Five faculty members joined forces March 8 to discuss “Freedom of Speech or Censorship in the World of Big Tech” as a part of BJU’s faculty forum series in Stratton Hall. The panel included Matt Gardenghi, Jeanine Aumiller, Jennifer Miller, Dr. Eric Newton and Dr. Gary Weier.
A New Perspective
The panel discussed key issues that relate to big tech, freedom of speech and censorship. Weier, vice president for academic affairs and the moderator, said he hopes students left better informed about what the U.S. Constitution says about freedom of speech and the limits of free expression.
“I want students to leave equipped with practical and biblical wisdom that will help them understand our times and a good understanding of what they can do in today’s world,” Weier said.
Weier and the other faculty on the panel believe that the first step to understanding freedom of speech is examining the first amendment. Miller, a Department of Communication faculty member, read and analyzed the amendment during the event.
“The U.S. Constitution says that Congress shall make no law. For the first time in history, the Constitution granted individuals the right and duty to govern the government,” Miller said. “It doesn’t necessarily grant freedom of speech. It restricts the government.”
The World of Big Tech
One of the night’s most discussed topics was big tech and its impact on Christians. Gardenghi, director of IT operations and academic technology, hopes that the faculty forum helps students balance the world of technology and Christianity.
“I wanted students to pursue their rights as Americans, but only until that pursuit inhibited their service for Heaven,” Gardenghi said. “Big tech companies have the ability to impact global economics, societal policies and directions, and shift political outcomes. With this much power over our daily lives, students should not wander through life allowing these companies to shape their futures.”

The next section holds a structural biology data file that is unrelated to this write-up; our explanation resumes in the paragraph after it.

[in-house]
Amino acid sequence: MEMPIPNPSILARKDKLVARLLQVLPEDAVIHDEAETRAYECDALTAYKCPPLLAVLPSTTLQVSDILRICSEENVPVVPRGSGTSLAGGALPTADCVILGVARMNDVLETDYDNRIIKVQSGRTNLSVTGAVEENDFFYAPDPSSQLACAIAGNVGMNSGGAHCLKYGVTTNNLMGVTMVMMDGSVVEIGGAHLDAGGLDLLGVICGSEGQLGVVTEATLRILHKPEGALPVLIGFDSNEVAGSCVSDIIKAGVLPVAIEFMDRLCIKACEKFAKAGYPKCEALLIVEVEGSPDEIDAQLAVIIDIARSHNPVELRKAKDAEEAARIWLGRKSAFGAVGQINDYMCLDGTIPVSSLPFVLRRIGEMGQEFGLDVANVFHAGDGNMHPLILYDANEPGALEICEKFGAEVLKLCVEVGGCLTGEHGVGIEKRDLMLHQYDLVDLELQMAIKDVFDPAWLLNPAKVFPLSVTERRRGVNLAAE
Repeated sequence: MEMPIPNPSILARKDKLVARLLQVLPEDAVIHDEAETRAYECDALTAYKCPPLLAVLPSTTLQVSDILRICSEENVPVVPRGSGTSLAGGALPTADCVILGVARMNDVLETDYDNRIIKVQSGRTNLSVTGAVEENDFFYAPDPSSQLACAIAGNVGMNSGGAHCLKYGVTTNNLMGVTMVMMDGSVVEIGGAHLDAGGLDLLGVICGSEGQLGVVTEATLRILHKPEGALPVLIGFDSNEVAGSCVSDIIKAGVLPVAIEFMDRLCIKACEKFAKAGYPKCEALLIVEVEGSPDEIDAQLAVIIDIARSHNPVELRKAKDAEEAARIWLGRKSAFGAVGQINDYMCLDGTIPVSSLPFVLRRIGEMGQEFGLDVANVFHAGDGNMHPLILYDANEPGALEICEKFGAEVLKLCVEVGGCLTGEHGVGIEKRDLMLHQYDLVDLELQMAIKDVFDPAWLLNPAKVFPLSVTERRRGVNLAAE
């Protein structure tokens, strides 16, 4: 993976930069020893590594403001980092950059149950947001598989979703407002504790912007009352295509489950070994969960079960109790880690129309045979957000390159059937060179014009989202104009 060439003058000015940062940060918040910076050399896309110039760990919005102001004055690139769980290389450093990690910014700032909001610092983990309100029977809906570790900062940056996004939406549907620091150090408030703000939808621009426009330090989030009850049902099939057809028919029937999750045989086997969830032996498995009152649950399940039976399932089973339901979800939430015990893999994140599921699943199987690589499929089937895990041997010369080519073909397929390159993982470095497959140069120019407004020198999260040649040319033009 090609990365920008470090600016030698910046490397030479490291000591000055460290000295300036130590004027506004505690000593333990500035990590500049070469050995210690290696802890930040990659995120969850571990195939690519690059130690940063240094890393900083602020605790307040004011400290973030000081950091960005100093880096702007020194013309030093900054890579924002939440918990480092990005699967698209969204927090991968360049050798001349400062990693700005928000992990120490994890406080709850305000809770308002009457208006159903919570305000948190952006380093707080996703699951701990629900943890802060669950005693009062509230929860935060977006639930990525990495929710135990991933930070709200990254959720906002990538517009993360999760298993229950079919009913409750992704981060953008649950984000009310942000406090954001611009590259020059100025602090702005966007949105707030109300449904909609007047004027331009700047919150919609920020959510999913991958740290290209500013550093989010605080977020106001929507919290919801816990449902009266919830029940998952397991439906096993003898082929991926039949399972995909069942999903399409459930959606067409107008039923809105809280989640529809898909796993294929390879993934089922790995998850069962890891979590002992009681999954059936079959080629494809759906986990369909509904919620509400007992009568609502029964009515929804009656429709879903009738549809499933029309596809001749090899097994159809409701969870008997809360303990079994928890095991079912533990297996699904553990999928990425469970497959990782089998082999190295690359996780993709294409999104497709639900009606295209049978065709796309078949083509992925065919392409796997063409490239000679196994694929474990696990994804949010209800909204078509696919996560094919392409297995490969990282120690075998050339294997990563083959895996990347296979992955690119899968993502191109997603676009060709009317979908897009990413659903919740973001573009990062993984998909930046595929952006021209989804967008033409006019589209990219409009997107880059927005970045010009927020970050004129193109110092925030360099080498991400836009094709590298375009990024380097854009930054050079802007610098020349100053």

Gardenghi discussed how big tech companies have the power to influence the world. He explained that most people assume that the top Google results are the most accurate, but that is not always true. Companies like Google change the results to change how you view the world.
“For example, if you search for CEOs on Google images, a majority of the image results will be men. But if Google disagrees with that and thinks more women should be CEOs, they are going to actively change it so you see more pictures of women as CEOs,” Gardenghi said.
The panel had mixed views on social media. Gardenghi recommended that we delete social media and focus on person-to-person interaction. However, Aumiller, also a Department of Communication faculty member, does not think deleting social media is the way to go.
“I don’t think the solution is to leave platforms to go to more conservative platforms. I don’t think there’s any issue with talking to people who are like minded, but it limits you. It is good to know what is going on in the world,” Aumiller said.
A Christian Worldview
The panel agreed that as Christians we should analyze how we are using technology. Newton, a faculty member in BJU Seminary, believes our Christian values should be our priority.
“As Christians, we need to recognize that all of us are American. We are all communicators and users of big tech. We have to ask ourselves where our loyalty and allegiance lie,” Newton said. “As believers, we should sit up and consider how we are using technology.”
Jocelyn Brazeal, a junior Mathematics education student, appreciated the faculty’s insight. “Christians have always valued free speech as a way to spread the Gospel. Now, as big tech seems to threaten this constitutional right, it is easy to either give up or give way to helpless anger at the injustice of it,” she said.
“The faculty forum gave us the valuable reminder that neither of these options is a Christ-like response. Even as we value and seek appropriate channels to uphold our rights, we should be responding to the hostility of others with discernment and humility.”